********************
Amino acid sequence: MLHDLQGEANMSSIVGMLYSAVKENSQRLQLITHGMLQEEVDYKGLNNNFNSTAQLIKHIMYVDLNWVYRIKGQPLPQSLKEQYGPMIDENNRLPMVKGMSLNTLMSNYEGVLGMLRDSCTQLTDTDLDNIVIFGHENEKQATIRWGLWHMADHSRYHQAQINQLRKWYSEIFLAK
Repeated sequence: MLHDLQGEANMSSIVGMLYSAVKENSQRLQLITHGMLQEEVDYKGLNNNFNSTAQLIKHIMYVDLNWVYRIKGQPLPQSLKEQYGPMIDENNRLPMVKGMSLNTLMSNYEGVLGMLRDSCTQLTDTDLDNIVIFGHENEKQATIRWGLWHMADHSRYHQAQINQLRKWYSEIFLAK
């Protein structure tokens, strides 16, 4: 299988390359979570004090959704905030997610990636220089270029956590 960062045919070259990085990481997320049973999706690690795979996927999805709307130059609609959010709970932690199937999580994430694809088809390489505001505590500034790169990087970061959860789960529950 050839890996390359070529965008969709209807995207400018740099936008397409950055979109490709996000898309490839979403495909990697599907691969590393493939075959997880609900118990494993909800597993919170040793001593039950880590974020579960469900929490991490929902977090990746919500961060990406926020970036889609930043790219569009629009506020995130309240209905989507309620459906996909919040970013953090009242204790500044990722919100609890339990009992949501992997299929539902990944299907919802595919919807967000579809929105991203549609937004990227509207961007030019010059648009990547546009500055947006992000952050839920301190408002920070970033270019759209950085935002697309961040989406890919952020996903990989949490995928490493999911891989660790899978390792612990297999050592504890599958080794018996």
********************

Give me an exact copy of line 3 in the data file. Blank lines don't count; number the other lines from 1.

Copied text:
């Protein structure tokens, strides 16, 4: 299988390359979570004090959704905030997610990636220089270029956590 960062045919070259990085990481997320049973999706690690795979996927999805709307130059609609959010709970932690199937999580994430694809088809390489505001505590500034790169990087970061959860789960529950 050839890996390359070529965008969709209807995207400018740099936008397409950055979109490709996000898309490839979403495909990697599907691969590393493939075959997880609900118990494993909800597993919170040793001593039950880590974020579960469900929490991490929902977090990746919500961060990406926020970036889609930043790219569009629009506020995130309240209905989507309620459906996909919040970013953090009242204790500044990722919100609890339990009992949501992997299929539902990944299907919802595919919807967000579809929105991203549609937004990227509207961007030019010059648009990547546009500055947006992000952050839920301190408002920070970033270019759209950085935002697309961040989406890919952020996903990989949490995928490493999911891989660790899978390792612990297999050592504890599958080794018996």